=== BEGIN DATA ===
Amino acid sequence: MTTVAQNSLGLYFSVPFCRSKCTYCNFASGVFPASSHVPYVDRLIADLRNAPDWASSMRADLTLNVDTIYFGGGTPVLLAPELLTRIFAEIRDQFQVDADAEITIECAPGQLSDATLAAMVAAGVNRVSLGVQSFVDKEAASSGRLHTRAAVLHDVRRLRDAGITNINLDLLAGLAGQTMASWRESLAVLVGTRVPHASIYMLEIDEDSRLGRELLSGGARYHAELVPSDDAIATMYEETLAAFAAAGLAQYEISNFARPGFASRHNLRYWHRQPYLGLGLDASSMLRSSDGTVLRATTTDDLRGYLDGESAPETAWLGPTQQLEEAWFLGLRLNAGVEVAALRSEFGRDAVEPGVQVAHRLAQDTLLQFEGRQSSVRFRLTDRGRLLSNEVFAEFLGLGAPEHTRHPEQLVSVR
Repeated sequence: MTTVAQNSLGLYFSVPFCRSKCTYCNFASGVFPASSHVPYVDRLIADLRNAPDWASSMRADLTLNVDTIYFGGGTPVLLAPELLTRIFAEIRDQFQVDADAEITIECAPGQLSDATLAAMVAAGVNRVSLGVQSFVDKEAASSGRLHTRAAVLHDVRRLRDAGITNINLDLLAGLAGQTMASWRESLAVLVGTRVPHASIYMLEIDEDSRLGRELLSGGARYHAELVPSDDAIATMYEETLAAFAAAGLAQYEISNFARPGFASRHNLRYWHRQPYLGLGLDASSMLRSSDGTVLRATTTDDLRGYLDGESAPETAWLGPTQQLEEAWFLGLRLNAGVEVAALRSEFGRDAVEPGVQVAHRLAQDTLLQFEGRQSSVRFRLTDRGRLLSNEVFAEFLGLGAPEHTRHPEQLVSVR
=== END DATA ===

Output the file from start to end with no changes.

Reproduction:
Amino acid sequence: MTTVAQNSLGLYFSVPFCRSKCTYCNFASGVFPASSHVPYVDRLIADLRNAPDWASSMRADLTLNVDTIYFGGGTPVLLAPELLTRIFAEIRDQFQVDADAEITIECAPGQLSDATLAAMVAAGVNRVSLGVQSFVDKEAASSGRLHTRAAVLHDVRRLRDAGITNINLDLLAGLAGQTMASWRESLAVLVGTRVPHASIYMLEIDEDSRLGRELLSGGARYHAELVPSDDAIATMYEETLAAFAAAGLAQYEISNFARPGFASRHNLRYWHRQPYLGLGLDASSMLRSSDGTVLRATTTDDLRGYLDGESAPETAWLGPTQQLEEAWFLGLRLNAGVEVAALRSEFGRDAVEPGVQVAHRLAQDTLLQFEGRQSSVRFRLTDRGRLLSNEVFAEFLGLGAPEHTRHPEQLVSVR
Repeated sequence: MTTVAQNSLGLYFSVPFCRSKCTYCNFASGVFPASSHVPYVDRLIADLRNAPDWASSMRADLTLNVDTIYFGGGTPVLLAPELLTRIFAEIRDQFQVDADAEITIECAPGQLSDATLAAMVAAGVNRVSLGVQSFVDKEAASSGRLHTRAAVLHDVRRLRDAGITNINLDLLAGLAGQTMASWRESLAVLVGTRVPHASIYMLEIDEDSRLGRELLSGGARYHAELVPSDDAIATMYEETLAAFAAAGLAQYEISNFARPGFASRHNLRYWHRQPYLGLGLDASSMLRSSDGTVLRATTTDDLRGYLDGESAPETAWLGPTQQLEEAWFLGLRLNAGVEVAALRSEFGRDAVEPGVQVAHRLAQDTLLQFEGRQSSVRFRLTDRGRLLSNEVFAEFLGLGAPEHTRHPEQLVSVR